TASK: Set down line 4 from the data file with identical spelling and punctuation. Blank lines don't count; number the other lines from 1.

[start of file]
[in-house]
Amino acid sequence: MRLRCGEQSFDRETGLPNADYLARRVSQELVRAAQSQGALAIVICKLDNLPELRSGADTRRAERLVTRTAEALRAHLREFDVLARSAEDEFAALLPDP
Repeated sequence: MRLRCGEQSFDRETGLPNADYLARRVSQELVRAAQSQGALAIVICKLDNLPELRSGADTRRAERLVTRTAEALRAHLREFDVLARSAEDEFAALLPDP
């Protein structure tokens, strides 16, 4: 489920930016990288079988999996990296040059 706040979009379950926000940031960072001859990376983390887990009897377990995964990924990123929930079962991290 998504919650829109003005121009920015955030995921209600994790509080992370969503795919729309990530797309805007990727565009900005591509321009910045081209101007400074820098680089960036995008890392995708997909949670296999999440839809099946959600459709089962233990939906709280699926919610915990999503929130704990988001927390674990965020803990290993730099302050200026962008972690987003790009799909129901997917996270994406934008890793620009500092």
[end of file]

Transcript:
């Protein structure tokens, strides 16, 4: 489920930016990288079988999996990296040059 706040979009379950926000940031960072001859990376983390887990009897377990995964990924990123929930079962991290 998504919650829109003005121009920015955030995921209600994790509080992370969503795919729309990530797309805007990727565009900005591509321009910045081209101007400074820098680089960036995008890392995708997909949670296999999440839809099946959600459709089962233990939906709280699926919610915990999503929130704990988001927390674990965020803990290993730099302050200026962008972690987003790009799909129901997917996270994406934008890793620009500092």